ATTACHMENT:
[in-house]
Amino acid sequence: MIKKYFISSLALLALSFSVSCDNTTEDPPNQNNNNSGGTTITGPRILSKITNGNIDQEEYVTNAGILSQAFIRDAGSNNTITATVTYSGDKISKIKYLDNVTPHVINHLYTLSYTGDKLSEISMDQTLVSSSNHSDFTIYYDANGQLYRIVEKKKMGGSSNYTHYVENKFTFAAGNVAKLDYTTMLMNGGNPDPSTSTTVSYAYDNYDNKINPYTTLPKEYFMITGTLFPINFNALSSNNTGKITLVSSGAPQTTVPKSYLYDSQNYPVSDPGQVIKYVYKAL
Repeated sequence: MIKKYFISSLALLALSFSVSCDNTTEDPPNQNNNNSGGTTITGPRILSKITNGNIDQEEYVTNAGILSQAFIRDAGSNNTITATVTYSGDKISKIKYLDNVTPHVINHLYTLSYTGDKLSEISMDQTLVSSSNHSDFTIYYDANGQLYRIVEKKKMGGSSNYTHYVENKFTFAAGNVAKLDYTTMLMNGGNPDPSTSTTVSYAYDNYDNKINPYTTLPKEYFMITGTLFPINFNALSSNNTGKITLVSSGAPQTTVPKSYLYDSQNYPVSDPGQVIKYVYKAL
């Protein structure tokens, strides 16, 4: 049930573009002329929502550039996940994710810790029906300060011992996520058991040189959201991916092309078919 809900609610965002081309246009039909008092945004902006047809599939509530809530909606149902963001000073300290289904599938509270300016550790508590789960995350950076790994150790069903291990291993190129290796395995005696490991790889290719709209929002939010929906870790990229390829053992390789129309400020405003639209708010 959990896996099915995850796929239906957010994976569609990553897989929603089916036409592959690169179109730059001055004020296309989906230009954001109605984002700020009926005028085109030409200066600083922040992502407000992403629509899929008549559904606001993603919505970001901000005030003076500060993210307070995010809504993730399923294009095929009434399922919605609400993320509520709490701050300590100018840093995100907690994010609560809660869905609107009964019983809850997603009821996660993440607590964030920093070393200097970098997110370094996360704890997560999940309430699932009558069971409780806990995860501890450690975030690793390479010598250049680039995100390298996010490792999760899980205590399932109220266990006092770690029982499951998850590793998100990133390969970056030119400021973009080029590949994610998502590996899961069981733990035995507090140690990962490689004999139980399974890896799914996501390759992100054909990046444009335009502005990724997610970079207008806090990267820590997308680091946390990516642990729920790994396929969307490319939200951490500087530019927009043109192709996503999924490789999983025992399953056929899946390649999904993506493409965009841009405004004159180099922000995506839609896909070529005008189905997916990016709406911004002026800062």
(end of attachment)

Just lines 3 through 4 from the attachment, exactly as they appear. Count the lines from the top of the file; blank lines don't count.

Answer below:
Repeated sequence: MIKKYFISSLALLALSFSVSCDNTTEDPPNQNNNNSGGTTITGPRILSKITNGNIDQEEYVTNAGILSQAFIRDAGSNNTITATVTYSGDKISKIKYLDNVTPHVINHLYTLSYTGDKLSEISMDQTLVSSSNHSDFTIYYDANGQLYRIVEKKKMGGSSNYTHYVENKFTFAAGNVAKLDYTTMLMNGGNPDPSTSTTVSYAYDNYDNKINPYTTLPKEYFMITGTLFPINFNALSSNNTGKITLVSSGAPQTTVPKSYLYDSQNYPVSDPGQVIKYVYKAL
């Protein structure tokens, strides 16, 4: 049930573009002329929502550039996940994710810790029906300060011992996520058991040189959201991916092309078919 809900609610965002081309246009039909008092945004902006047809599939509530809530909606149902963001000073300290289904599938509270300016550790508590789960995350950076790994150790069903291990291993190129290796395995005696490991790889290719709209929002939010929906870790990229390829053992390789129309400020405003639209708010 959990896996099915995850796929239906957010994976569609990553897989929603089916036409592959690169179109730059001055004020296309989906230009954001109605984002700020009926005028085109030409200066600083922040992502407000992403629509899929008549559904606001993603919505970001901000005030003076500060993210307070995010809504993730399923294009095929009434399922919605609400993320509520709490701050300590100018840093995100907690994010609560809660869905609107009964019983809850997603009821996660993440607590964030920093070393200097970098997110370094996360704890997560999940309430699932009558069971409780806990995860501890450690975030690793390479010598250049680039995100390298996010490792999760899980205590399932109220266990006092770690029982499951998850590793998100990133390969970056030119400021973009080029590949994610998502590996899961069981733990035995507090140690990962490689004999139980399974890896799914996501390759992100054909990046444009335009502005990724997610970079207008806090990267820590997308680091946390990516642990729920790994396929969307490319939200951490500087530019927009043109192709996503999924490789999983025992399953056929899946390649999904993506493409965009841009405004004159180099922000995506839609896909070529005008189905997916990016709406911004002026800062």